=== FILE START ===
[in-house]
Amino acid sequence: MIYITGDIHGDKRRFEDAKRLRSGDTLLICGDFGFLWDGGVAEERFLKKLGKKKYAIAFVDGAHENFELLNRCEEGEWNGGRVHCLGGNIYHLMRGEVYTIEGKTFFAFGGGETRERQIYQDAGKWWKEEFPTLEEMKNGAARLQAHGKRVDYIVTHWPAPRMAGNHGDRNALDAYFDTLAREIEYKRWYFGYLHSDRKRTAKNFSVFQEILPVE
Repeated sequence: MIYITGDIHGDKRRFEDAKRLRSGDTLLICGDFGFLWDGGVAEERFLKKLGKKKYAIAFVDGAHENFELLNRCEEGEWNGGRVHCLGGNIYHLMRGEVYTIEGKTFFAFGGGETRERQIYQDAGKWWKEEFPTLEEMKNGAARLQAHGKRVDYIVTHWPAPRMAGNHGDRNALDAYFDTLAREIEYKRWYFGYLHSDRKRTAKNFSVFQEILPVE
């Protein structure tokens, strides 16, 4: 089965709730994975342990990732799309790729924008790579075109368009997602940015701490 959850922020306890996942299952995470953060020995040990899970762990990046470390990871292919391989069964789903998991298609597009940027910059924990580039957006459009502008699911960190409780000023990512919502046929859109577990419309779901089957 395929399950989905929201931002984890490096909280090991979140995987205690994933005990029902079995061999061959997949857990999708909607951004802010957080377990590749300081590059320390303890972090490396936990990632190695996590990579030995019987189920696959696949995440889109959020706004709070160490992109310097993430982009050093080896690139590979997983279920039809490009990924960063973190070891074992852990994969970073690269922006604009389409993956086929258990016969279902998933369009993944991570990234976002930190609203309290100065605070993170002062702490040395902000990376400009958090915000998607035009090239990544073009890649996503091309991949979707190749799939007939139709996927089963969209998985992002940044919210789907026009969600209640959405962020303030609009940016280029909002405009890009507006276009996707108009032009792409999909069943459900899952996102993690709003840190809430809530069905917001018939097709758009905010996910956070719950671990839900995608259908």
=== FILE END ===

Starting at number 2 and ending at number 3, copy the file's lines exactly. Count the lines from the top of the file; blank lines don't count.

Amino acid sequence: MIYITGDIHGDKRRFEDAKRLRSGDTLLICGDFGFLWDGGVAEERFLKKLGKKKYAIAFVDGAHENFELLNRCEEGEWNGGRVHCLGGNIYHLMRGEVYTIEGKTFFAFGGGETRERQIYQDAGKWWKEEFPTLEEMKNGAARLQAHGKRVDYIVTHWPAPRMAGNHGDRNALDAYFDTLAREIEYKRWYFGYLHSDRKRTAKNFSVFQEILPVE
Repeated sequence: MIYITGDIHGDKRRFEDAKRLRSGDTLLICGDFGFLWDGGVAEERFLKKLGKKKYAIAFVDGAHENFELLNRCEEGEWNGGRVHCLGGNIYHLMRGEVYTIEGKTFFAFGGGETRERQIYQDAGKWWKEEFPTLEEMKNGAARLQAHGKRVDYIVTHWPAPRMAGNHGDRNALDAYFDTLAREIEYKRWYFGYLHSDRKRTAKNFSVFQEILPVE